0
votes
0answers
26 views

Using increase in pressure from melting of ice to produce energy? [on hold]

When ice is melted in a sealed piston, it would increase the pressure within and cause the piston to rise, right? Could this be combined with piezoelectric generator to produce electricity? If so, why ...
4
votes
2answers
67 views

Why does an electric motor burn up when you physically stop it?

As an electric motor spins, the energy from the electricity is 'conducted' to the rotor by the magnetic fields. However, when the motor is stopped, the energy becomes heat and burns up to motor. ...
0
votes
2answers
38 views

How much electricity can be produced by my thermoelectric generator?

I am using a thermoelectric cooler from a pc's heatsink to produce electricity. Its size is 30mm by 30mm. I will cool it on one side at -10 degree Celsius and the other at 24 degree Celsius. Can ...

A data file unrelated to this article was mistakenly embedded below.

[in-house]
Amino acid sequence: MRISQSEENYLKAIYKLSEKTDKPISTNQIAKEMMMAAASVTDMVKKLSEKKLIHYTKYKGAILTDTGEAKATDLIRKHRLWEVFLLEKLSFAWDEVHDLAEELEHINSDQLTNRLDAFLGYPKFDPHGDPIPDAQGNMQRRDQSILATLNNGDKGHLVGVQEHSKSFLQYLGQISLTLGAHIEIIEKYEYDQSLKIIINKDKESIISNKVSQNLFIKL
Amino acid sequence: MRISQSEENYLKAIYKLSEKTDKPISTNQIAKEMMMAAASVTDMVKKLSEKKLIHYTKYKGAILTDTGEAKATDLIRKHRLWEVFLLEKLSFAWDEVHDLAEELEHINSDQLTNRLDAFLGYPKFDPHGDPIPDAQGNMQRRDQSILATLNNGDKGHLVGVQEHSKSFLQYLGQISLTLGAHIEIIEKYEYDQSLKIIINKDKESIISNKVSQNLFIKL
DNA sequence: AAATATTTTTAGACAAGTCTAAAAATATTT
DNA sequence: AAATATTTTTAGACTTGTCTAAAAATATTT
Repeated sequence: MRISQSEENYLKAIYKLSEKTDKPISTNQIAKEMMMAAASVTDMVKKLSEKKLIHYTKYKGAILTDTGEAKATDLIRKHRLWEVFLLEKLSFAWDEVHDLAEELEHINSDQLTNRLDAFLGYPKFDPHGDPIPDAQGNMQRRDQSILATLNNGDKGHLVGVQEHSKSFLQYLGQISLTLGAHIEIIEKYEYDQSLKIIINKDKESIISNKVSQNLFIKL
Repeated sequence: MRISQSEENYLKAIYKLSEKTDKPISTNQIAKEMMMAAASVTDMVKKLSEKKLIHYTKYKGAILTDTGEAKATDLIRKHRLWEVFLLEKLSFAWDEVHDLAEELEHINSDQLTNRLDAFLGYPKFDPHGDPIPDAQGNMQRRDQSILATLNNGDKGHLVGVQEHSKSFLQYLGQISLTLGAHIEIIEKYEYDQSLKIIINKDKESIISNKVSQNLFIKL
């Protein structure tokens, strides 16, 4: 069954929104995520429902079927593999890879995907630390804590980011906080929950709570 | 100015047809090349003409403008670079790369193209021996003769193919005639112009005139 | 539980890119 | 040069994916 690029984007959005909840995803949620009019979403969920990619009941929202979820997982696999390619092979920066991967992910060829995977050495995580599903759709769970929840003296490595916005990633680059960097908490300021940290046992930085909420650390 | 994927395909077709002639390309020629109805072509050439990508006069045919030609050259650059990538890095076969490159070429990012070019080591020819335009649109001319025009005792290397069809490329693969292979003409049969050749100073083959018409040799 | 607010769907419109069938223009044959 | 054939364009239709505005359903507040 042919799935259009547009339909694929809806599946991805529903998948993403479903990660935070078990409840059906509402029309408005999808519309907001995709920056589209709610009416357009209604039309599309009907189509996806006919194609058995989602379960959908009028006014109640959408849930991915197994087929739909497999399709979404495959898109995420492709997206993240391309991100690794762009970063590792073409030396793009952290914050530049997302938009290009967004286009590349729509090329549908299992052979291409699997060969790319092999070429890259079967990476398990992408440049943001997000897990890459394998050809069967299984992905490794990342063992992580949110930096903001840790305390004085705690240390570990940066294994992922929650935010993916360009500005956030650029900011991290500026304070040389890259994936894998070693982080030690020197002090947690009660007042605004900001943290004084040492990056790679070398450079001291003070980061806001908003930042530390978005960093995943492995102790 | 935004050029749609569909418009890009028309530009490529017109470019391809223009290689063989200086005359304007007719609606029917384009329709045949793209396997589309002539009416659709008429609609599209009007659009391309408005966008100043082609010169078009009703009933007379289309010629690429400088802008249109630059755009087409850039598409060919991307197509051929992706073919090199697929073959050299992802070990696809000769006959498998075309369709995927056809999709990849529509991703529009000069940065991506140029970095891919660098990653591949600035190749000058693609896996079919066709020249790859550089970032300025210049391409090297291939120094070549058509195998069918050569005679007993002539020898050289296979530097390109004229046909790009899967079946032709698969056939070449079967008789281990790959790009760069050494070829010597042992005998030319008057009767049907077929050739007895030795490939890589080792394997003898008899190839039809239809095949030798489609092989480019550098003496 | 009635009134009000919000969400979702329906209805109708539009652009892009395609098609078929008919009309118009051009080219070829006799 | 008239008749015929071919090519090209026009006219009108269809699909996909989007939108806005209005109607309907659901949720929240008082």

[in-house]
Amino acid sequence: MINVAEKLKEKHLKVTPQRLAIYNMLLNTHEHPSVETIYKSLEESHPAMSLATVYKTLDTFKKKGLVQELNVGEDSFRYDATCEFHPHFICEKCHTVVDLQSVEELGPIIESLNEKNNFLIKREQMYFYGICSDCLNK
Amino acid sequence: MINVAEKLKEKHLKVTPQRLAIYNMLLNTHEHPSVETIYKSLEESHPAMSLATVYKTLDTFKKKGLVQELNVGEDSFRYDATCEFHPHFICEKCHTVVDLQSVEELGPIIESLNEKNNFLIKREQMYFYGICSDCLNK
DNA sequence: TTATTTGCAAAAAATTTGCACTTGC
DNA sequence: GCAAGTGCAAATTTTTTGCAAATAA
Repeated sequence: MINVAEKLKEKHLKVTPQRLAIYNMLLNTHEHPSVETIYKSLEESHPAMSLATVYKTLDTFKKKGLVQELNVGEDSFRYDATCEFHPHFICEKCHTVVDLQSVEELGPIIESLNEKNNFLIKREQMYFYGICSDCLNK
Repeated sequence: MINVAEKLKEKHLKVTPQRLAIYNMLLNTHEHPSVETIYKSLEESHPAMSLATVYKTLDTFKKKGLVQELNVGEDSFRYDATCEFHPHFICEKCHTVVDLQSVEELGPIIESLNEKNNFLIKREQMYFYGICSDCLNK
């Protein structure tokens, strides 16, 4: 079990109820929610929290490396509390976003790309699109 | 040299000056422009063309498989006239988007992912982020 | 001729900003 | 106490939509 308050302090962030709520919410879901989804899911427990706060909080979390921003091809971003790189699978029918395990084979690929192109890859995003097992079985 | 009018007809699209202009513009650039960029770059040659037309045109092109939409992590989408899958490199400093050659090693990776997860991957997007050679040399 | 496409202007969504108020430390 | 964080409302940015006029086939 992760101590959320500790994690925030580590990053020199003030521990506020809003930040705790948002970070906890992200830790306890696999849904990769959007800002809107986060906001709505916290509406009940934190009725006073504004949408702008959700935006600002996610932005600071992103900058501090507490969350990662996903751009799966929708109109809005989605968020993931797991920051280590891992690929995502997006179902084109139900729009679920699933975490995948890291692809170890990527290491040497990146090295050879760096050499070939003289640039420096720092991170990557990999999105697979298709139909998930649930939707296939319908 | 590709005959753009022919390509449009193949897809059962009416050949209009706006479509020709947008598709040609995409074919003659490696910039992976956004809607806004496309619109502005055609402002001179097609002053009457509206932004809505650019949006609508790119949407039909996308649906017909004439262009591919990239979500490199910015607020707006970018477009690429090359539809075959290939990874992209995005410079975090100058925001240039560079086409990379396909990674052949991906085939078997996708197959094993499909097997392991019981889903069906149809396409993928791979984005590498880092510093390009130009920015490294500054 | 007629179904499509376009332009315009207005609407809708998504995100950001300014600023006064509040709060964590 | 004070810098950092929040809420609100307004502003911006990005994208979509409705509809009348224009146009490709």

0
votes
1answer
25 views

Which thermoelectric effect is better?

I am doing an experiment which requires the thermoelectric effect. I know about the Seebeck and the Peltier effects. Well, from what I have found till now on these topics is that they both can produce ...
2
votes
2answers
113 views

Why does welding produce UV light?

Looking directly at a welder is dangerous because large amounts of UV light is produced. What makes this light? Is it electrons from the current that excites metal atoms, and these atoms sends out UV ...
3
votes
2answers
61 views

(Why) would unmaintained water heater use more electrical energy?

I'm specifically thinking about lime/sedimentation at the bottom of water heater, and calcification of heating elements (and not possible thermal insulation deterioration). It is very often claimed ...
1
vote
0answers
39 views

Is heat energy from electronics wasted in the winter? [duplicate]

In the winter, are not all electronics heating the house - thus no energy is wasted? Considering the energy I'm paying for: If I leave my computer running while I'm out, how much energy is actually ...
2
votes
0answers
33 views

What mechanisms require the use of different polarities in DC welding?

In gas metal arc welding, an electric arc forms between the work piece and a consumable wire, heating the work piece and also melting the tip of this consumable wire, which is continually fed into the ...